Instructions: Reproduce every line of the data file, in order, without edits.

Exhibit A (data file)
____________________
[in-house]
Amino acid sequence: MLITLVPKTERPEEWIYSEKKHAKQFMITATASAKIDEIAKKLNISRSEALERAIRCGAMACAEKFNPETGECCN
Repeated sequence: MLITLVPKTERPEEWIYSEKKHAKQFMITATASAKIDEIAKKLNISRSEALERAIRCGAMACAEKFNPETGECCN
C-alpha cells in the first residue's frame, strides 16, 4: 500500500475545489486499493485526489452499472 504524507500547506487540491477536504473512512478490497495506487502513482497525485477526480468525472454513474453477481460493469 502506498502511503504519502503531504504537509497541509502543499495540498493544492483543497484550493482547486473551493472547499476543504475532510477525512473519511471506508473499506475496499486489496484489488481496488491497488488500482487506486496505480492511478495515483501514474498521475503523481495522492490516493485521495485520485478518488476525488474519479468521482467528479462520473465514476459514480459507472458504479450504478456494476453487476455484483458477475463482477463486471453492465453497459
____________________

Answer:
[in-house]
Amino acid sequence: MLITLVPKTERPEEWIYSEKKHAKQFMITATASAKIDEIAKKLNISRSEALERAIRCGAMACAEKFNPETGECCN
Repeated sequence: MLITLVPKTERPEEWIYSEKKHAKQFMITATASAKIDEIAKKLNISRSEALERAIRCGAMACAEKFNPETGECCN
C-alpha cells in the first residue's frame, strides 16, 4: 500500500475545489486499493485526489452499472 504524507500547506487540491477536504473512512478490497495506487502513482497525485477526480468525472454513474453477481460493469 502506498502511503504519502503531504504537509497541509502543499495540498493544492483543497484550493482547486473551493472547499476543504475532510477525512473519511471506508473499506475496499486489496484489488481496488491497488488500482487506486496505480492511478495515483501514474498521475503523481495522492490516493485521495485520485478518488476525488474519479468521482467528479462520473465514476459514480459507472458504479450504478456494476453487476455484483458477475463482477463486471453492465453497459